SCN3A – a sodium channel in epilepsy and brain malformations

The missing ion channel. A little more than two years ago, we wrote about our discovery of SCN3A as a novel disease gene in epileptic encephalopathies. At the time, SCN3A was the missing ion channel, the only brain-expressed voltage gated sodium channel that did not have a clear gene-disease relationship. However, since the initial discovery of SCN3A as a disease gene, both the phenotypic spectrum and variant landscape have expanded considerably. In a recent publication, we updated our knowledge based on information of 22 individuals with SCN3A-related disorders, which showed brain malformations in more than 75% of individuals and an unusual clustering of pathogenic variants in parts of the Nav1.3 channel.

Figure 1. SCN3A in epilepsies and malformations of cortical development. Many variants cluster in the S4 segment or S4/S5 linker region and result in a gain-of-function effect of the Nav1.3 protein, the ion channel encoded by the SCN3A gene (figure modified from a prior version of Zaman et al., 2020).

Nav1.3. I typically start my blog posts on sodium channels with a brief acknowledgement that the nomenclature of sodium channels is confusing, as all channels are named twice. Ion channels have a “physiologic” name (Nav1.3) and a “genetic” name (SCN3A). This divide is historical and one can only speculate than nobody would have expected the fields of ion channel physiology and human genetics to merge to his extent. For the most part, the nomenclature is straightforward with regards to numbering, including Nav1.1 (SCN1A), Nav1.2 (SCN2A), and Nav1.3 (SCN3A). However, the SCN8A gene is an important exception, as it refers to Nav1.6 (SCN8A). As mentioned in our previous post, Nav1.3 encoded by the SCN3A gene is highly expressed in the developing brain, but its expression drops to basically insignificant levels postnatally.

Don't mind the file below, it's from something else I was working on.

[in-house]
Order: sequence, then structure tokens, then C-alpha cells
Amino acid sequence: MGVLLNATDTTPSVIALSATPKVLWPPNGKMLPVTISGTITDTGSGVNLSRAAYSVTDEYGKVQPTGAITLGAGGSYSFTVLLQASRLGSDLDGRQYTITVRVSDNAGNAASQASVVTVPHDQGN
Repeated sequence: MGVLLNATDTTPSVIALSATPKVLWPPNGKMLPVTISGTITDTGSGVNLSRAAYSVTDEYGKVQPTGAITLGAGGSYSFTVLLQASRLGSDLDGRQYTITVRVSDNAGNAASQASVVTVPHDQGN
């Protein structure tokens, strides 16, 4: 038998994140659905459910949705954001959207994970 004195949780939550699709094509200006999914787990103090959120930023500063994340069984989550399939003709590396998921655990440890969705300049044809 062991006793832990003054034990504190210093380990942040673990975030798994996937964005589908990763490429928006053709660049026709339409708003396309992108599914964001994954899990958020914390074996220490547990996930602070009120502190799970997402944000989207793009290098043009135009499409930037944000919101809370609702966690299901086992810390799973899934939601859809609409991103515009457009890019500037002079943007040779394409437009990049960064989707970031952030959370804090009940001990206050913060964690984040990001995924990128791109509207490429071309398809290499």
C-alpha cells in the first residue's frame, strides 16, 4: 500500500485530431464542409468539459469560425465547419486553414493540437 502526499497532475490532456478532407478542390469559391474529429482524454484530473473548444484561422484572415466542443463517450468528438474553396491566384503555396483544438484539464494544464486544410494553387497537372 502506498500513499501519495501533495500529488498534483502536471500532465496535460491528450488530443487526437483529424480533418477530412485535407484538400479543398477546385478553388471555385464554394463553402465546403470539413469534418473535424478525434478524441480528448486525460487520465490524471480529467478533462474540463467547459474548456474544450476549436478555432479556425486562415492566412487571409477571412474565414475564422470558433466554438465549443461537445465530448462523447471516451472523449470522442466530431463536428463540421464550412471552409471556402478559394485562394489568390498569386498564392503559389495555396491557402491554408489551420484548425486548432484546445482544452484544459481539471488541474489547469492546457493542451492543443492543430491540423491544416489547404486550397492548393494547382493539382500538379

The SCN3A spectrum. In the publication by Zaman and collaborators, we were able to include 22  individuals with SCN3A-related disorders. What becomes clear quite quickly is that SCN3A has some properties that clearly set it apart from the remaining triad of disease-causing neuronal voltage-gated sodium channels (SCN1A, SCN2A, SCN8A). Specifically, there are three aspect that make SCN3A unique.

1 – Brain malformations. While we hinted at this in our initial study, more than 75% of individuals with SCN3A-related disorders have brain malformation (malformations of cortical development). Neuroimaging findings were observed in in 15/19 individuals with available MRIs and showed  bilateral diffuse or perisylvian polymicrogyria in most patients. While malformations of cortical development had previously been seen in other channelopathies on rare occasions, SCN3A is the only ion channel that results in brain malformations in the majority of individuals. This fact cannot be over-emphasized: SCN3A completely rearranges our concepts of what channelopathies are. The SCN3A example shows that genetic alterations in ion channels are not only functional changes occurring in an otherwise typically developed Central Nervous System, but can fundamentally alter the way that the cerebral cortex develops.